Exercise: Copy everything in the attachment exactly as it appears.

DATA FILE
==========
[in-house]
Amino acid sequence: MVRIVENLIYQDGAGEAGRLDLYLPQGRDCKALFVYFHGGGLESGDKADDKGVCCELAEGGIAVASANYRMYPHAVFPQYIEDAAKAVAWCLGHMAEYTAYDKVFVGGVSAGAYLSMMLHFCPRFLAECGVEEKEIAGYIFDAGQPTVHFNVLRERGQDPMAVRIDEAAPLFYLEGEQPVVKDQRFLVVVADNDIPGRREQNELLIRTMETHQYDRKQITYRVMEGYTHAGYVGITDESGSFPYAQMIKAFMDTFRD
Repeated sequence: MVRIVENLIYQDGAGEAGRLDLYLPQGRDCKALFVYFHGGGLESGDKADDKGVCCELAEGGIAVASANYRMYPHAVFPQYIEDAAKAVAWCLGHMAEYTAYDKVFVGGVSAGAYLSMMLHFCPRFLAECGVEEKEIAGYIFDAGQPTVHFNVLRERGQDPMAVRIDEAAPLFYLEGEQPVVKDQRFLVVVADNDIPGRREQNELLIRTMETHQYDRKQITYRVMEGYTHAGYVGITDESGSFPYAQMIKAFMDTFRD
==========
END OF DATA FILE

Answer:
[in-house]
Amino acid sequence: MVRIVENLIYQDGAGEAGRLDLYLPQGRDCKALFVYFHGGGLESGDKADDKGVCCELAEGGIAVASANYRMYPHAVFPQYIEDAAKAVAWCLGHMAEYTAYDKVFVGGVSAGAYLSMMLHFCPRFLAECGVEEKEIAGYIFDAGQPTVHFNVLRERGQDPMAVRIDEAAPLFYLEGEQPVVKDQRFLVVVADNDIPGRREQNELLIRTMETHQYDRKQITYRVMEGYTHAGYVGITDESGSFPYAQMIKAFMDTFRD
Repeated sequence: MVRIVENLIYQDGAGEAGRLDLYLPQGRDCKALFVYFHGGGLESGDKADDKGVCCELAEGGIAVASANYRMYPHAVFPQYIEDAAKAVAWCLGHMAEYTAYDKVFVGGVSAGAYLSMMLHFCPRFLAECGVEEKEIAGYIFDAGQPTVHFNVLRERGQDPMAVRIDEAAPLFYLEGEQPVVKDQRFLVVVADNDIPGRREQNELLIRTMETHQYDRKQITYRVMEGYTHAGYVGITDESGSFPYAQMIKAFMDTFRD